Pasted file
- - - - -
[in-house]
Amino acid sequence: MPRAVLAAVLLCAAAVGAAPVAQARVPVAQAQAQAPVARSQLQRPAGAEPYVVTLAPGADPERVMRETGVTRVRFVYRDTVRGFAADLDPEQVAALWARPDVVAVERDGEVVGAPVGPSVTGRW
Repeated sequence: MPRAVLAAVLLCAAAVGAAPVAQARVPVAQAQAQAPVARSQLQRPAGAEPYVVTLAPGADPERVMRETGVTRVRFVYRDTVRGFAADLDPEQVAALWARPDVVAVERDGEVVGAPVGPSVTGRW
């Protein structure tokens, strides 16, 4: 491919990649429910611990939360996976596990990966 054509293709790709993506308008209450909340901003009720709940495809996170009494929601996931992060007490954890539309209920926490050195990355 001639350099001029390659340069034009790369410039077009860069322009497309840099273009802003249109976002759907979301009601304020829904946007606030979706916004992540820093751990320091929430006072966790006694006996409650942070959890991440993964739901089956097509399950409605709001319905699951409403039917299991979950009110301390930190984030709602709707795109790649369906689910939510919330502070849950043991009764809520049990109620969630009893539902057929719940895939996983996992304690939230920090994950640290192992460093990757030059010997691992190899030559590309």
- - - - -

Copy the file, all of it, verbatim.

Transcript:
[in-house]
Amino acid sequence: MPRAVLAAVLLCAAAVGAAPVAQARVPVAQAQAQAPVARSQLQRPAGAEPYVVTLAPGADPERVMRETGVTRVRFVYRDTVRGFAADLDPEQVAALWARPDVVAVERDGEVVGAPVGPSVTGRW
Repeated sequence: MPRAVLAAVLLCAAAVGAAPVAQARVPVAQAQAQAPVARSQLQRPAGAEPYVVTLAPGADPERVMRETGVTRVRFVYRDTVRGFAADLDPEQVAALWARPDVVAVERDGEVVGAPVGPSVTGRW
């Protein structure tokens, strides 16, 4: 491919990649429910611990939360996976596990990966 054509293709790709993506308008209450909340901003009720709940495809996170009494929601996931992060007490954890539309209920926490050195990355 001639350099001029390659340069034009790369410039077009860069322009497309840099273009802003249109976002759907979301009601304020829904946007606030979706916004992540820093751990320091929430006072966790006694006996409650942070959890991440993964739901089956097509399950409605709001319905699951409403039917299991979950009110301390930190984030709602709707795109790649369906689910939510919330502070849950043991009764809520049990109620969630009893539902057929719940895939996983996992304690939230920090994950640290192992460093990757030059010997691992190899030559590309």